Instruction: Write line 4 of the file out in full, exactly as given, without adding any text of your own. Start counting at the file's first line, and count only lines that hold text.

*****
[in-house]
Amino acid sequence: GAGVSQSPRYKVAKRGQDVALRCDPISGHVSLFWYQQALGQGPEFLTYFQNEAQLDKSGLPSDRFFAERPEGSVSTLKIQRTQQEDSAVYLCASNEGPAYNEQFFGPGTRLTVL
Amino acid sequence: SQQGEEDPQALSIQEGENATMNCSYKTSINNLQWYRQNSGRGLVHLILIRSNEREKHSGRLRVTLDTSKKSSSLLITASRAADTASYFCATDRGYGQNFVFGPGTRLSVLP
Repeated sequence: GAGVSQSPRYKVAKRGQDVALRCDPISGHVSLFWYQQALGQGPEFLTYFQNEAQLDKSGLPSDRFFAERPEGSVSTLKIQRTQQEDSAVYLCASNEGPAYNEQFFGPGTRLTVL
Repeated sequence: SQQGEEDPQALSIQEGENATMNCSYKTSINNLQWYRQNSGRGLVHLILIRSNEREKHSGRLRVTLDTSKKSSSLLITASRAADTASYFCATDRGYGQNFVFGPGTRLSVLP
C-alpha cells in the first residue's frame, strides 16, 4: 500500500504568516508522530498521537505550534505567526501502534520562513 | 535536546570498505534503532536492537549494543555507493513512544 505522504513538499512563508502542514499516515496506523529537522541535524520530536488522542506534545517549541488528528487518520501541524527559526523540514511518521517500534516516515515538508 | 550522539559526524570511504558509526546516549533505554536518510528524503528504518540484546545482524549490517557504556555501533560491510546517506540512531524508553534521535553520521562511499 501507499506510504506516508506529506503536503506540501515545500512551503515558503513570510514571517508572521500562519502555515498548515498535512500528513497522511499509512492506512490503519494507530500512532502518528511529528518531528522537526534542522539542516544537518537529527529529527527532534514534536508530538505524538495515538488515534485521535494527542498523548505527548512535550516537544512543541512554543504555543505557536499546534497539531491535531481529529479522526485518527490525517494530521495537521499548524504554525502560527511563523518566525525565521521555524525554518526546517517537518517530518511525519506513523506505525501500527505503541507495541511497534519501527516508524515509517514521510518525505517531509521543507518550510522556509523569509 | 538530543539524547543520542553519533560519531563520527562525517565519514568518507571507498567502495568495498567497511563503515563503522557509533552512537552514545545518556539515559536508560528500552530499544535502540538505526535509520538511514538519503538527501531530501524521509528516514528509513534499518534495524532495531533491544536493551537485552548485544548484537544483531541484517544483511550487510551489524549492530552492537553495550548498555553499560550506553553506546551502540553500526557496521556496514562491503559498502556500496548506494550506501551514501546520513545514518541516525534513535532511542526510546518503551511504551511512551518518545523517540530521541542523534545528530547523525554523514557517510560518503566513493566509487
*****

Repeated sequence: GAGVSQSPRYKVAKRGQDVALRCDPISGHVSLFWYQQALGQGPEFLTYFQNEAQLDKSGLPSDRFFAERPEGSVSTLKIQRTQQEDSAVYLCASNEGPAYNEQFFGPGTRLTVL